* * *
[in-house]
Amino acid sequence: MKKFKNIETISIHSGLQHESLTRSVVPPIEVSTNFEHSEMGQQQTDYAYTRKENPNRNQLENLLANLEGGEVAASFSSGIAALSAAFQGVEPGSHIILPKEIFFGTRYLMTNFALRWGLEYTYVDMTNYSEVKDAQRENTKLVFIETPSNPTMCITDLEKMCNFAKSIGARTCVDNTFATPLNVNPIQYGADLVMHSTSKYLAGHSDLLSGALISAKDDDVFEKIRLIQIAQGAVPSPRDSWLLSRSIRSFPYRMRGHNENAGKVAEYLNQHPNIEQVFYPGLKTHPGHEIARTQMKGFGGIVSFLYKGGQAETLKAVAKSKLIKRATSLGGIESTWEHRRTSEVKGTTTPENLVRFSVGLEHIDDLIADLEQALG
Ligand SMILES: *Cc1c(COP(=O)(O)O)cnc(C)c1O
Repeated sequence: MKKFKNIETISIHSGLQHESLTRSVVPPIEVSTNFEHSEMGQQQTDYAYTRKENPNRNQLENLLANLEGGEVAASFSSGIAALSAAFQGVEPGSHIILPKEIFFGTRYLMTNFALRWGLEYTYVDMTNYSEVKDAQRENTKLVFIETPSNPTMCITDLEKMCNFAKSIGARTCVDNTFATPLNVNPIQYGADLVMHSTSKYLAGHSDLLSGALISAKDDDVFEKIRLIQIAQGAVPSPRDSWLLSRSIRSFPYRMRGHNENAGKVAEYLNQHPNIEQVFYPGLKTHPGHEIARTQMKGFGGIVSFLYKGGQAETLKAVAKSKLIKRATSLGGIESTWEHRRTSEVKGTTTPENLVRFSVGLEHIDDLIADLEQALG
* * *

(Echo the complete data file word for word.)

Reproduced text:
[in-house]
Amino acid sequence: MKKFKNIETISIHSGLQHESLTRSVVPPIEVSTNFEHSEMGQQQTDYAYTRKENPNRNQLENLLANLEGGEVAASFSSGIAALSAAFQGVEPGSHIILPKEIFFGTRYLMTNFALRWGLEYTYVDMTNYSEVKDAQRENTKLVFIETPSNPTMCITDLEKMCNFAKSIGARTCVDNTFATPLNVNPIQYGADLVMHSTSKYLAGHSDLLSGALISAKDDDVFEKIRLIQIAQGAVPSPRDSWLLSRSIRSFPYRMRGHNENAGKVAEYLNQHPNIEQVFYPGLKTHPGHEIARTQMKGFGGIVSFLYKGGQAETLKAVAKSKLIKRATSLGGIESTWEHRRTSEVKGTTTPENLVRFSVGLEHIDDLIADLEQALG
Ligand SMILES: *Cc1c(COP(=O)(O)O)cnc(C)c1O
Repeated sequence: MKKFKNIETISIHSGLQHESLTRSVVPPIEVSTNFEHSEMGQQQTDYAYTRKENPNRNQLENLLANLEGGEVAASFSSGIAALSAAFQGVEPGSHIILPKEIFFGTRYLMTNFALRWGLEYTYVDMTNYSEVKDAQRENTKLVFIETPSNPTMCITDLEKMCNFAKSIGARTCVDNTFATPLNVNPIQYGADLVMHSTSKYLAGHSDLLSGALISAKDDDVFEKIRLIQIAQGAVPSPRDSWLLSRSIRSFPYRMRGHNENAGKVAEYLNQHPNIEQVFYPGLKTHPGHEIARTQMKGFGGIVSFLYKGGQAETLKAVAKSKLIKRATSLGGIESTWEHRRTSEVKGTTTPENLVRFSVGLEHIDDLIADLEQALG